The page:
The life of two scientists, creating a small home, in big mountains

Tag: Doors

Home Stay+ Bath Door Refinish

Today marks the start of home stay week 3. It is frustrating to watch the world to get sicker each day, while doing nothing is actually my best way to help. I wonder how I’d feel about this time when it passes, like ten years from now. But for now, the uncertainty gets the upper hand sometimes.

To keep my mind occupied, and more importantly, to make myself feeling useful, I turned to DIY. Tangible, tedious, fulfilling, and therapeutic. I’ve organized the garage¬†and built cedar planters for the patio. This week, I refinished our master bathroom door.

The second-hand bath door

Our master room has two doorways, and this is the door we mounted between the media room and the bath.

IMG_0513

I do not think Charlie digs the concept of glass door at all.

IMG_0516

We got this door second-hand from Resource Central’s resale store. It is made from solid wood and double-paneled glass. It is super heavy.

IMG_0470

From distance the door looked pretty nice. But when you looked it closely, its color read rather yellow and it had screw holes from hanging blinds.

IMG_0501

We’d like to re-stain it to espresso to match other doors in the basement.

IMG_0522

First step: Sand

The first step of finishing any wood product is to sand off the old finish down to bare wood. We moved it into the garage and I started by covering the glass with plastic drape.

01 before

02 before

I usually use random orbital sander on large surfaces, but for the rather narrow door frames I chose my small 3M hand sander. I only had 80, 120 and 220 grit sandpapers on hand so I started with 80 grit.

03 80 grit

The wood is fairly soft. A few passes with 80 grit sandpaper took the finish right off.

04 after 80

The dimension of the door was written on the side of the door:

05 side before

Came right off with the 80 grit sandpaper.

06 side after 80

Before sanding:

07 before

After 80 grit:

08 after 80

It took just 5 mins on each side.

09 color change

To sand the inside trim I took the 80 grits sandpaper off the sander and held it with my hands:

10 80 on trim

Trim before sanding:

11 before trim

After 80 grits:

12 after 80

After vacuuming the sand dust away, I proceeded with 120 grit sandpaper.

13 after 80

And finished everything off with 220 grits sandpaper:

15 after 220

Step 2: Clean and patch (then sand again)

By this point the door frame was very smooth. I cleaned off the sand dust with a damp microfiber cloth:

18 after clean

17 after clean

16 after clean

Then patched the staple and screw holes with wood putty:

21

22

23

After a light sanding where the putty had been applied, the door was ready for the stain!

19

Step 3: Stain!

For the stain I picked Varathane in espresso color. I recently read about shellac as a wood finish and decided to give it a try.

20

Rubbing on the first coat of stain. I immediately liked the color of the stain and how easy it was applied.

24 after stain

You can see how much the espresso color of stain darkened the wood. It looked warm, but did not read red or yellow. I am very happy with this color.

25

After letting the first coat of stain dry for a couple hours, I applied the second coat. I do not think the second coat darkened the wood much more, but rather filled in the raw spots and enriched the color. It added more weight to the appearance.

26 second coat

This was how the color looked like in bright sun light after the second coat had dried. With cooler and dimmer lighting, it read a lot darker. I think it would match the other two doors really well.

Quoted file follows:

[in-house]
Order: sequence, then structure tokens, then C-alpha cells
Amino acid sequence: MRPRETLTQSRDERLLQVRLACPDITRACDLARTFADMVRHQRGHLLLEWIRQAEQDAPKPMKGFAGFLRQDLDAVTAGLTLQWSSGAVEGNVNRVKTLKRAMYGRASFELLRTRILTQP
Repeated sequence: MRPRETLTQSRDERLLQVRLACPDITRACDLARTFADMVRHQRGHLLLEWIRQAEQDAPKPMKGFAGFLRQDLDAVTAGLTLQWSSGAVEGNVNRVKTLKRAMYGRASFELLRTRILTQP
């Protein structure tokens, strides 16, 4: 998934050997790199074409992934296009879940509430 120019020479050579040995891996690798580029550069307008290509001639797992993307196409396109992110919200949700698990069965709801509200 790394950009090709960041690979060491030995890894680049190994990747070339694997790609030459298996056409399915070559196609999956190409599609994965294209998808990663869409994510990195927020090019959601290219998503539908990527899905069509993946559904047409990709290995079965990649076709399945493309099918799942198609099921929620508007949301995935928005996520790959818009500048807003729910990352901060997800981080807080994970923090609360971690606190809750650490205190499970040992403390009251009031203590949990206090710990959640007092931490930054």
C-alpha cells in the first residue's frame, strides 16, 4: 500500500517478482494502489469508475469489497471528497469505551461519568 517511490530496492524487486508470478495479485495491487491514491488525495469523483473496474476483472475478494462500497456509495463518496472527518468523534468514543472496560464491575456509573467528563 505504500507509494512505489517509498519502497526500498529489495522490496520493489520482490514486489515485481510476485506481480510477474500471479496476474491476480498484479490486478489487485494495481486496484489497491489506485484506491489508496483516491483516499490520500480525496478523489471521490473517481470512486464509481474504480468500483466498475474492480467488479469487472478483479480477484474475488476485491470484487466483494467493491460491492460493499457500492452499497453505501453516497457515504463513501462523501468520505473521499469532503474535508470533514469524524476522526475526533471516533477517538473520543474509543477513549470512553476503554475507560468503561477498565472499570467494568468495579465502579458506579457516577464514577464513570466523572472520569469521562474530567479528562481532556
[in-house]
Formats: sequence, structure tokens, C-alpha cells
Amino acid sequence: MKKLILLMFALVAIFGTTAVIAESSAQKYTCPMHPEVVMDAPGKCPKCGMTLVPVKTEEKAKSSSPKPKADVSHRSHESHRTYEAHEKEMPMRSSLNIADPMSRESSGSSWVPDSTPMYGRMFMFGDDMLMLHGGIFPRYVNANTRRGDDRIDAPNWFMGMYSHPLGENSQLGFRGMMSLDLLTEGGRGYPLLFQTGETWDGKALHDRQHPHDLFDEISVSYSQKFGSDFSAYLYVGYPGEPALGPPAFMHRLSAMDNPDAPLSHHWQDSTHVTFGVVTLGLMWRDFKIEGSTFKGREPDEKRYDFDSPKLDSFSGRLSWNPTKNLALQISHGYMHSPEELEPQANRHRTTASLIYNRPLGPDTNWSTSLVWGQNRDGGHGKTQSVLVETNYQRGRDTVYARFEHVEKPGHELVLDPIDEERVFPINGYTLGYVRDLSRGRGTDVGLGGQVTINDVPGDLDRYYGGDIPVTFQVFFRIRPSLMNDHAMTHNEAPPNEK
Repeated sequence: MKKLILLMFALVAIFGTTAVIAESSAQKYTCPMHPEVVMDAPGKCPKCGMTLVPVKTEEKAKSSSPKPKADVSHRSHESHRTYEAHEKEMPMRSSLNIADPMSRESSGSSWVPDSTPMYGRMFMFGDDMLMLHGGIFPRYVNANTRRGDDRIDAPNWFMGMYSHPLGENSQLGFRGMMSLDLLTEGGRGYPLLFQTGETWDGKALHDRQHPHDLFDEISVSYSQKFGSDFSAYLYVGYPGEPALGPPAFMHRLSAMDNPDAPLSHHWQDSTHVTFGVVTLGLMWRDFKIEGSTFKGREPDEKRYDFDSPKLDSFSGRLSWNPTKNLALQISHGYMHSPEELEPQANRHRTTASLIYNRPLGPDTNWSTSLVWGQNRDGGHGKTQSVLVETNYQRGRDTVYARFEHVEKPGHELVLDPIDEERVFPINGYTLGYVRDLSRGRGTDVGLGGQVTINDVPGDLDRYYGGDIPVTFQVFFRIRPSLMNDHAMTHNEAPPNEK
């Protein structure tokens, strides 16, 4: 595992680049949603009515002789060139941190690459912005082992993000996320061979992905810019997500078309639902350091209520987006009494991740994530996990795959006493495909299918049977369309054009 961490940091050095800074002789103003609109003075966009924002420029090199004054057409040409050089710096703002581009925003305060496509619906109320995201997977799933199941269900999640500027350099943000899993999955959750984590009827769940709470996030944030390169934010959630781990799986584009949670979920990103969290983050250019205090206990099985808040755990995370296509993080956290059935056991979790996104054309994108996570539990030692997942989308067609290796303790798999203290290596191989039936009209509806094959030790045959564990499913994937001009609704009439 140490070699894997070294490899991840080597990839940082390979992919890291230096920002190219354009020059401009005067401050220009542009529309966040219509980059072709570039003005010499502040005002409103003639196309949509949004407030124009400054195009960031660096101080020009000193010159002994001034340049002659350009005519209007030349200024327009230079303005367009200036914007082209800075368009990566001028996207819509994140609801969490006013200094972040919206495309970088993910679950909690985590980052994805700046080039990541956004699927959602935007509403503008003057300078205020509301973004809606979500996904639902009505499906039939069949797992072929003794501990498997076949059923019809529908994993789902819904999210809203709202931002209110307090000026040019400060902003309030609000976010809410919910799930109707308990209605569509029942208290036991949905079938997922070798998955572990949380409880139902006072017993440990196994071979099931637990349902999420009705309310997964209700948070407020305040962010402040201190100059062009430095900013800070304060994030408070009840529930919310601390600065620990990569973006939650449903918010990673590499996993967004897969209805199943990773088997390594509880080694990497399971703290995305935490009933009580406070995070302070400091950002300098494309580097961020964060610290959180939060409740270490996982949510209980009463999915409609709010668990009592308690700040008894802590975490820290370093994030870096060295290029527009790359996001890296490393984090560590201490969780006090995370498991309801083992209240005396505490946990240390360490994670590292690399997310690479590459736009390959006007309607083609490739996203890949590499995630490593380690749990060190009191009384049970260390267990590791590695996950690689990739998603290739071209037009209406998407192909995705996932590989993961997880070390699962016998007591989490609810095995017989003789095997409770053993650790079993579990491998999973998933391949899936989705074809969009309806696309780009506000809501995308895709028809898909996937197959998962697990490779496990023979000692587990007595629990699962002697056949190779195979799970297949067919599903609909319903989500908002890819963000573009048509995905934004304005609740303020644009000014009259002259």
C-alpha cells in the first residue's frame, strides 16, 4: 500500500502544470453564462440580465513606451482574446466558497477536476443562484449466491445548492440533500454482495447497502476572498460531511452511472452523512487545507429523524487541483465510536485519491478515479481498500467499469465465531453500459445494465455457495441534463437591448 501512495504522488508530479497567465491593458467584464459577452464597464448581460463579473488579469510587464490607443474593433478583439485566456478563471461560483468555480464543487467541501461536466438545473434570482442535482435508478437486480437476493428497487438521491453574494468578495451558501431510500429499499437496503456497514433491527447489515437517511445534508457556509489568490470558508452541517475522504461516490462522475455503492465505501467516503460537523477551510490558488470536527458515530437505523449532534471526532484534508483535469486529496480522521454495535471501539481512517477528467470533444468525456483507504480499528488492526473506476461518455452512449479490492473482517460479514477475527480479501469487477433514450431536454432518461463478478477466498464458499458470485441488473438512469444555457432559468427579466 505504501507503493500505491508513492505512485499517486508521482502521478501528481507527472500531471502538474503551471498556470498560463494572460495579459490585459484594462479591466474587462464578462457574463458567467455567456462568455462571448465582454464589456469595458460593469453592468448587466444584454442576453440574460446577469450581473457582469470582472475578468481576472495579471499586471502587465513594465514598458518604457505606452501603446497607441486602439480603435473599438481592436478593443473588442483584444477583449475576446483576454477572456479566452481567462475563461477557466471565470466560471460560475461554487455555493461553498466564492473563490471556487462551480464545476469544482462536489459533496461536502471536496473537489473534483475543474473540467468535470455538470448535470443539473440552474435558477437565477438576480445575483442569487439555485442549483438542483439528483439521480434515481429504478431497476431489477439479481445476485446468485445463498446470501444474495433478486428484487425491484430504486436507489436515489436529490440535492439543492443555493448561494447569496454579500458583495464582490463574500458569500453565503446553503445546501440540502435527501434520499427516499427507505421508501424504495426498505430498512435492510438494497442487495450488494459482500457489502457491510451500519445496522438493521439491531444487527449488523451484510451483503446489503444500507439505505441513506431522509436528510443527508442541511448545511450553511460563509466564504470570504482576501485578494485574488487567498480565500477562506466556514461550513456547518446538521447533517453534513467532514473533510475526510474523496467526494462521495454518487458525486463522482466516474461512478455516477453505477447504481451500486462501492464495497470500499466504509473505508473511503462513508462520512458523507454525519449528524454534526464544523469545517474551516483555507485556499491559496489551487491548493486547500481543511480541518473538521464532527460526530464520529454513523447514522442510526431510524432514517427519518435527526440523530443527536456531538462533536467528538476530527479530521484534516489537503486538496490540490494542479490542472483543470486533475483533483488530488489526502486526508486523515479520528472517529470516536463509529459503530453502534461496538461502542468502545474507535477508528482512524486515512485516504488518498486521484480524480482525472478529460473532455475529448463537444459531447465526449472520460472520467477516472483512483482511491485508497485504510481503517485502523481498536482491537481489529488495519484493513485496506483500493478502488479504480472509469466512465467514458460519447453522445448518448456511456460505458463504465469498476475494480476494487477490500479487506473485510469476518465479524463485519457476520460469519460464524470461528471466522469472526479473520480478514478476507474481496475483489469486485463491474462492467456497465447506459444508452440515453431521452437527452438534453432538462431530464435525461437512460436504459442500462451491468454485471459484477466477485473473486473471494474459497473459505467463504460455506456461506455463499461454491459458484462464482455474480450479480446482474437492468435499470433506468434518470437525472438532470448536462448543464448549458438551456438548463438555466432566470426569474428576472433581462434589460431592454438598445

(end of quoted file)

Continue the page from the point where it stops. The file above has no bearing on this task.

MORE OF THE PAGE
27

Final step: Seal and protect

After the stain dried I applied the shellac. It is pretty thick – kinda a maple syrup consistency, and dries very fast. I had to work very fast to make sure each layer was thin.

28

Can you tell that it added a lot more shine to the wood? It was very pretty in person with just the first coat!

29

I applied three thin layers in total, with one hour of drying time in between.

30

After the last layer had applied I let the door sit. It takes time for the solvent (ethanol in this case) to evaporate completely and the shellac to harden. We have not mounted it yet. But I like the finish! Do you?

3 Doors Down

IMG_0511

Long time no see! I am finally getting around to show you what’s going on in the ranch. And I am excited to tell you about our progress.

Since moving into the bedroom we have been just tackling small projects – caulking, paint touch-ups, hanging art, and just settling into our new basement living routine. We like the master suite as much as the day we moved in. The closets function perfectly. The NuCore flooring is holding up to the “dog nail test”. And the glass shower door has survived the first two months of usage (did time fly!). I used to worry that one of us will slip and break the glass panels, but it turns out to be very solid and can take some impact. Let me tell you, living through January without making drywall dust was an absolutely joy.

After the holidays I started feeling like decorating. Hanging a couple pictures here and there, adding art to the bathroom, and bring in a much-needed clock to better get ready in the mornings. You know, the little things. One of the fun projects I did was dressing up the egress window well.

20200119_120154_HDR

The window well update

was a perfect Sunday morning project. Slav had been complaining how bare the window well looked, so I grabbed a bunch of faux plants from IKEA without telling him what they were for. Let me tell you, these plants are not cheap! What I got barely covered the front side of the window well, which we see everyday. But the hope is that they last a few years being out of the strong Colorado sun.

One Sunday Slav went skiing, I took the opportunity to setting up all the faux plants as a surprise:

20200119_120853_HDR

Much better from this, right?